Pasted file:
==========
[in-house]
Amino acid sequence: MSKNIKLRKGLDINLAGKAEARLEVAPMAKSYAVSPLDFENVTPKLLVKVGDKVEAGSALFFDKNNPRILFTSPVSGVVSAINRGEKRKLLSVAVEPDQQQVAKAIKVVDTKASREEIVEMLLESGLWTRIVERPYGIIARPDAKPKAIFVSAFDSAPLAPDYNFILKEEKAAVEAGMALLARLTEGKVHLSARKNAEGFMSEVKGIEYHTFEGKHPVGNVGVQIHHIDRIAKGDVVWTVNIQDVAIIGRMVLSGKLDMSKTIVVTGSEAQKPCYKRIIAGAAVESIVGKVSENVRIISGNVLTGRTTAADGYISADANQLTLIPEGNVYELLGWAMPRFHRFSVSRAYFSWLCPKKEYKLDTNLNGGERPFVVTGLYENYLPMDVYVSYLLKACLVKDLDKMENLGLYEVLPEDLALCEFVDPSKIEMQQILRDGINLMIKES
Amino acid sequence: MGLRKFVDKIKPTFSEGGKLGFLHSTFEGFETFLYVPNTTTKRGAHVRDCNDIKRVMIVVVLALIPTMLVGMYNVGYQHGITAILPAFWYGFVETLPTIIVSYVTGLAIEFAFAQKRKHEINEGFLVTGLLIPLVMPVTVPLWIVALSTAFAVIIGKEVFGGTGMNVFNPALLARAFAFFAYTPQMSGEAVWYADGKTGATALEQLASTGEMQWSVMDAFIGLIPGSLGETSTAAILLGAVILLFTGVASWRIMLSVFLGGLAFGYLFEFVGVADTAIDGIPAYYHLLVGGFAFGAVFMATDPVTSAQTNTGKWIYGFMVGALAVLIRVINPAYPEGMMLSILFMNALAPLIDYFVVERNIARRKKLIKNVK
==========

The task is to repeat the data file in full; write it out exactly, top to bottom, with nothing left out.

[in-house]
Amino acid sequence: MSKNIKLRKGLDINLAGKAEARLEVAPMAKSYAVSPLDFENVTPKLLVKVGDKVEAGSALFFDKNNPRILFTSPVSGVVSAINRGEKRKLLSVAVEPDQQQVAKAIKVVDTKASREEIVEMLLESGLWTRIVERPYGIIARPDAKPKAIFVSAFDSAPLAPDYNFILKEEKAAVEAGMALLARLTEGKVHLSARKNAEGFMSEVKGIEYHTFEGKHPVGNVGVQIHHIDRIAKGDVVWTVNIQDVAIIGRMVLSGKLDMSKTIVVTGSEAQKPCYKRIIAGAAVESIVGKVSENVRIISGNVLTGRTTAADGYISADANQLTLIPEGNVYELLGWAMPRFHRFSVSRAYFSWLCPKKEYKLDTNLNGGERPFVVTGLYENYLPMDVYVSYLLKACLVKDLDKMENLGLYEVLPEDLALCEFVDPSKIEMQQILRDGINLMIKES
Amino acid sequence: MGLRKFVDKIKPTFSEGGKLGFLHSTFEGFETFLYVPNTTTKRGAHVRDCNDIKRVMIVVVLALIPTMLVGMYNVGYQHGITAILPAFWYGFVETLPTIIVSYVTGLAIEFAFAQKRKHEINEGFLVTGLLIPLVMPVTVPLWIVALSTAFAVIIGKEVFGGTGMNVFNPALLARAFAFFAYTPQMSGEAVWYADGKTGATALEQLASTGEMQWSVMDAFIGLIPGSLGETSTAAILLGAVILLFTGVASWRIMLSVFLGGLAFGYLFEFVGVADTAIDGIPAYYHLLVGGFAFGAVFMATDPVTSAQTNTGKWIYGFMVGALAVLIRVINPAYPEGMMLSILFMNALAPLIDYFVVERNIARRKKLIKNVK